Prof Robin Plevin, University of Strathclyde
This PhD studentship will investigate why patients who have chemotherapy drugs or X-ray treatment for cancer have a higher risk of developing coronary heart disease. In the future, this could lead to new treatments to stop cancer patients getting heart disease.
Great advances have been made in the treatment of cancer. However, cancer patients who have chemotherapy drugs or X-ray treatment to kill the cancer cells are more prone to getting coronary heart disease (CHD). CHD is usually due to damage and death to cells lining the blood vessels, called endothelial cells. This sets off a chain reaction which over time can lead to a heart attack.
Professor Plevin and his team have found in the lab that if you treat endothelial cells with cancer drugs or blast them with X-rays you get a very strong activation of a protein called JNK. This project will test whether JNK drives the death of endothelial cells. However, there is not one but two JNKs. They will use a special method to rid the endothelial cells of one JNK at a time or both. Then they will treat cells with cancer drugs or X-rays to see if the cells still die to see which one of the two JNKs is responsible.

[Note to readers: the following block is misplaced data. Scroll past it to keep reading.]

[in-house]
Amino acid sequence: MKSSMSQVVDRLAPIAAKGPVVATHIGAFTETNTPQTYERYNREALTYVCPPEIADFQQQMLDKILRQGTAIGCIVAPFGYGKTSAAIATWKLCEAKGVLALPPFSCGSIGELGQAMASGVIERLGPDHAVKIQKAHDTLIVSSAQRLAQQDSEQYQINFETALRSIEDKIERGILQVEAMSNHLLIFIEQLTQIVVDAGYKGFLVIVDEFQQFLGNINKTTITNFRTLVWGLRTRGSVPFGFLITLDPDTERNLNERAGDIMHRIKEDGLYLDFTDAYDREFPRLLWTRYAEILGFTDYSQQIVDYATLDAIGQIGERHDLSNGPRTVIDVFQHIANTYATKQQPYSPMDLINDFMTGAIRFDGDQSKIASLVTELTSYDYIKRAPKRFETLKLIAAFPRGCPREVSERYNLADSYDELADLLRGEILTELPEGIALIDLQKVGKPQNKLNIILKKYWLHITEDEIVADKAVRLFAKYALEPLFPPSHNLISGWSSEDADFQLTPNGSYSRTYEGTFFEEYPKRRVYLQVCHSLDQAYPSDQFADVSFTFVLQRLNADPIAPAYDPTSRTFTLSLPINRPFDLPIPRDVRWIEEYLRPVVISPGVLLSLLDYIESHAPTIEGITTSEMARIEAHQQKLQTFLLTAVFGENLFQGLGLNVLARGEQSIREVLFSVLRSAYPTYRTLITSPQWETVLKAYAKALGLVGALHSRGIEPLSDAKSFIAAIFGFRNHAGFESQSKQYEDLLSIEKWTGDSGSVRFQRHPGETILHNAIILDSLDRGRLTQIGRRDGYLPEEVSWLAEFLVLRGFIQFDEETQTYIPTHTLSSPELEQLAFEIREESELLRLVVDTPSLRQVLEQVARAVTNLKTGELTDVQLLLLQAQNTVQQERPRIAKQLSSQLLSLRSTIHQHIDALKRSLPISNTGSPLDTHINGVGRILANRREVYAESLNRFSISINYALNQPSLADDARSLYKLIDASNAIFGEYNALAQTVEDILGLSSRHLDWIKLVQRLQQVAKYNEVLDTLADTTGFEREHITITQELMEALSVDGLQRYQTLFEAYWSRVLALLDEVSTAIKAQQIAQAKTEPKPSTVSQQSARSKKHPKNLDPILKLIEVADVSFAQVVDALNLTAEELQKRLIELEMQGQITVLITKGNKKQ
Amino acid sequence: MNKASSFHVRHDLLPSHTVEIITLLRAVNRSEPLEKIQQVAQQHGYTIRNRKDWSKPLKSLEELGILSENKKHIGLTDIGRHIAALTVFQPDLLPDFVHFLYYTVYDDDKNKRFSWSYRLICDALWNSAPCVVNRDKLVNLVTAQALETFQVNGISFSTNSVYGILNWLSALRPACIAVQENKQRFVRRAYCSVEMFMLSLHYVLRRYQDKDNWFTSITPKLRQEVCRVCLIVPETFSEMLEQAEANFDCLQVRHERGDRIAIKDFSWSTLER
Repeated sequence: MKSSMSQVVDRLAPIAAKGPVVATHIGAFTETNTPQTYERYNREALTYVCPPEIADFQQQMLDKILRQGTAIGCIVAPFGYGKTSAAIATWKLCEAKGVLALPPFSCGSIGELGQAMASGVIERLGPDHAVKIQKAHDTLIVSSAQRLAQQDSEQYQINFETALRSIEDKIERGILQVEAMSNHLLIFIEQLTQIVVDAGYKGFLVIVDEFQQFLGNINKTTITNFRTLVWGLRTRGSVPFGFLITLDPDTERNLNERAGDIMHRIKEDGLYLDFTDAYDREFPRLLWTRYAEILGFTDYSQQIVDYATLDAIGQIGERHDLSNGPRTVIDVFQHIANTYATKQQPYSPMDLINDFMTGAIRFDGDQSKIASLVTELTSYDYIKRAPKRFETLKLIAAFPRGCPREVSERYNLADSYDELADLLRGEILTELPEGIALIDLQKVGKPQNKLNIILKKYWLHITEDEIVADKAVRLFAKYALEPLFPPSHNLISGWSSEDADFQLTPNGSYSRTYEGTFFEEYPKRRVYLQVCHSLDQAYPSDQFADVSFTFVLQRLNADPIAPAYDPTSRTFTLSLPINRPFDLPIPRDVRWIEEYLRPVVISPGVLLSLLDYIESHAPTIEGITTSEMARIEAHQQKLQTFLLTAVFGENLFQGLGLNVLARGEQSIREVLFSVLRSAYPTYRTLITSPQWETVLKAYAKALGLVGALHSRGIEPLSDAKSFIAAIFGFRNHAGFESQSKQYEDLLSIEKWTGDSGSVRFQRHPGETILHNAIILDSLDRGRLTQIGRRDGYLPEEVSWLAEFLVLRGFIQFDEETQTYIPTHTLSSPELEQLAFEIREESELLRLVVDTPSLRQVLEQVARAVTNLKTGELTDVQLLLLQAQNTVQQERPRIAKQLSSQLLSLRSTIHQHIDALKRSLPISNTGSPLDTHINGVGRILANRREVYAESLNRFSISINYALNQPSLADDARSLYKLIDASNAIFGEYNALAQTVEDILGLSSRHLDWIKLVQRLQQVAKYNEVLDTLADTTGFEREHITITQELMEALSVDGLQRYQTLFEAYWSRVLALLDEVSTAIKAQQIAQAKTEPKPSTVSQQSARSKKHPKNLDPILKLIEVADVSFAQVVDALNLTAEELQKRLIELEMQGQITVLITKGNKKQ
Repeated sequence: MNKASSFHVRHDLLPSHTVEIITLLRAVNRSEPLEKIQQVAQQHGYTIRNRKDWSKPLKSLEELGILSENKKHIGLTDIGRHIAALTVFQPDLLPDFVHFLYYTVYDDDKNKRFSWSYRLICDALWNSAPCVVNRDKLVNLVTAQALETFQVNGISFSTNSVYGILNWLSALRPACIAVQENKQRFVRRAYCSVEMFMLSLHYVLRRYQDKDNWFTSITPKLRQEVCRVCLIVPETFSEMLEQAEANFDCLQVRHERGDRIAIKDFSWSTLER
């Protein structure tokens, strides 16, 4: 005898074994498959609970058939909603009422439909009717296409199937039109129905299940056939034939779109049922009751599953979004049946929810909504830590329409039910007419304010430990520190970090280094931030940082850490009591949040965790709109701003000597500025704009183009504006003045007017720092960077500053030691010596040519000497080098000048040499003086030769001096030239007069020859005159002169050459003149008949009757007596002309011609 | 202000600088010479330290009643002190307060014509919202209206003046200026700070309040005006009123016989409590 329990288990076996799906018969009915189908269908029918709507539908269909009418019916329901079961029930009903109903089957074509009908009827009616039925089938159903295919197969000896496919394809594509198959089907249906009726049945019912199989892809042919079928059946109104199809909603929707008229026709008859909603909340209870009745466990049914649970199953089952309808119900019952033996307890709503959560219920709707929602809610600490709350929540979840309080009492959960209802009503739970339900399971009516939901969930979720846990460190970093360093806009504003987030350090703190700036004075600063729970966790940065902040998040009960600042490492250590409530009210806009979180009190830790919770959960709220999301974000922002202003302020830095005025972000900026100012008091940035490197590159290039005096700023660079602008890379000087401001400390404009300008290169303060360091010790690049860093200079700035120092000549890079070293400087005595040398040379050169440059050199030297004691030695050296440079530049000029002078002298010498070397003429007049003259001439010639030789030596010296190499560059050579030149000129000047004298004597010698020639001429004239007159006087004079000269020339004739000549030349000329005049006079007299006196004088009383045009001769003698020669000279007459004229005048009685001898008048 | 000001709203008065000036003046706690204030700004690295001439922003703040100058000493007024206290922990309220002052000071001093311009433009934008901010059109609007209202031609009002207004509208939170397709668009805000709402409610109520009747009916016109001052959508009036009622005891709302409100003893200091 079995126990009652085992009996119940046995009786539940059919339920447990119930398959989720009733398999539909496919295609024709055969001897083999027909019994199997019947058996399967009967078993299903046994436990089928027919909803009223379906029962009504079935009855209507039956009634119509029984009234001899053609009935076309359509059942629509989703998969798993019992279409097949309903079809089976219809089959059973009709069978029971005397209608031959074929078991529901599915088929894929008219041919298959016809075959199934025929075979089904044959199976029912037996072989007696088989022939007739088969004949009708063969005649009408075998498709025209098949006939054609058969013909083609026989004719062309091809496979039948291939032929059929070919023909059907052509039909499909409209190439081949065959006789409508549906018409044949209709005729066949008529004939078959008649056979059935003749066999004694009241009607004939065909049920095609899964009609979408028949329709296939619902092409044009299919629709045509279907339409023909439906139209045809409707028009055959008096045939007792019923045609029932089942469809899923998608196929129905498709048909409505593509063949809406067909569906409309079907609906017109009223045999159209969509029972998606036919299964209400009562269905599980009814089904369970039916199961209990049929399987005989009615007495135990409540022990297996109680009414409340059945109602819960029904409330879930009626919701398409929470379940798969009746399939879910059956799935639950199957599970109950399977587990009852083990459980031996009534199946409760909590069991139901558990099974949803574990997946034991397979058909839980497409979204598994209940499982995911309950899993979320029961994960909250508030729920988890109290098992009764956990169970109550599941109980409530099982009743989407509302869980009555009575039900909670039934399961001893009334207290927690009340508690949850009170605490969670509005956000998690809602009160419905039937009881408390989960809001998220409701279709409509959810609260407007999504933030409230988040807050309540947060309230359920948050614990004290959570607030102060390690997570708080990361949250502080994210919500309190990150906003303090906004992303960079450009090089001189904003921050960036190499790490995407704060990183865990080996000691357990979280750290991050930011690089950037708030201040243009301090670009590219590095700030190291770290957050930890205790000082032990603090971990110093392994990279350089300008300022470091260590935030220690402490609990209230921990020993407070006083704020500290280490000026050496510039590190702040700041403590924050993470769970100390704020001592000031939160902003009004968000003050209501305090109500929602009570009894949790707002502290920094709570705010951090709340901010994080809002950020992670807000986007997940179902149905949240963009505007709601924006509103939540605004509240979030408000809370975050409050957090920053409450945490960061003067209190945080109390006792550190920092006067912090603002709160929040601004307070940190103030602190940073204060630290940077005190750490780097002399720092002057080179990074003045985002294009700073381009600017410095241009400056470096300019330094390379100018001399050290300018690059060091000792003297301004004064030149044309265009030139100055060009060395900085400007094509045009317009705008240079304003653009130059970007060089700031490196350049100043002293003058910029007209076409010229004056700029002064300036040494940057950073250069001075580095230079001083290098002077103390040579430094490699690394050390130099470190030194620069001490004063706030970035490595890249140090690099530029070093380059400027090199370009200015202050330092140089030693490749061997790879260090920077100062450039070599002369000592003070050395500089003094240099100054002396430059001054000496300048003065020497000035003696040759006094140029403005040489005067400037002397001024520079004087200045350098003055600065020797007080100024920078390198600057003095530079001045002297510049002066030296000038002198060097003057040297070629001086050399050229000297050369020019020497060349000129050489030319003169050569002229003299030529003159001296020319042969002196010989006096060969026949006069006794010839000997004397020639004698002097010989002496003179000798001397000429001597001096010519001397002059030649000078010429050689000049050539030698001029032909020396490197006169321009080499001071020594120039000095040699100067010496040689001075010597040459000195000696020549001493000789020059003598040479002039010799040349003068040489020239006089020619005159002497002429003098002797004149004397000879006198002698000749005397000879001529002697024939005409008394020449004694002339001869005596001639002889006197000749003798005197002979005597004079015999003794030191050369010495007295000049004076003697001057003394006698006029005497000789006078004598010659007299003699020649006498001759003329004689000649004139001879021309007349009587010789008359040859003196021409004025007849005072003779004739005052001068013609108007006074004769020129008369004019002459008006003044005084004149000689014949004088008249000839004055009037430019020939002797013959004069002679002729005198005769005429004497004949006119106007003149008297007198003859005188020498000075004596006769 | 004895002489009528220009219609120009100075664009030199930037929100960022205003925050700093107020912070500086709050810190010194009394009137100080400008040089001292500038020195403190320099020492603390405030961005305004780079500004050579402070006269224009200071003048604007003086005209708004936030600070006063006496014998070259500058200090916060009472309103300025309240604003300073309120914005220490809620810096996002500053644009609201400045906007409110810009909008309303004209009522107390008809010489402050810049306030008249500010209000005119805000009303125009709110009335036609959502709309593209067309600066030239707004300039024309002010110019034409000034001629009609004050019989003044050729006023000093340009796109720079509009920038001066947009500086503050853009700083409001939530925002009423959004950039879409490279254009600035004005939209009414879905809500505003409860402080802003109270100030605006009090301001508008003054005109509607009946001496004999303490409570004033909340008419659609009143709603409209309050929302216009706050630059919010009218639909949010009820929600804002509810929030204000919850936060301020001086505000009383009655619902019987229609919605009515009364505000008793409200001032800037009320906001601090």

Also, when X-rays are fired at cells, those in the surrounding area may die or get altered in a bad way. This is called the ‘bystander effect’ and this project will study the role of JNKs in cell death beyond those directly irradiated by X-rays.
We urgently need new treatments to counteract the higher risk of heart disease in people who have had treatment for cancer. If successful, this project will help us to understand the mechanisms involved which will help pave the way for the development of new drugs to block the right JNK to stop CHD developing in cancer patients.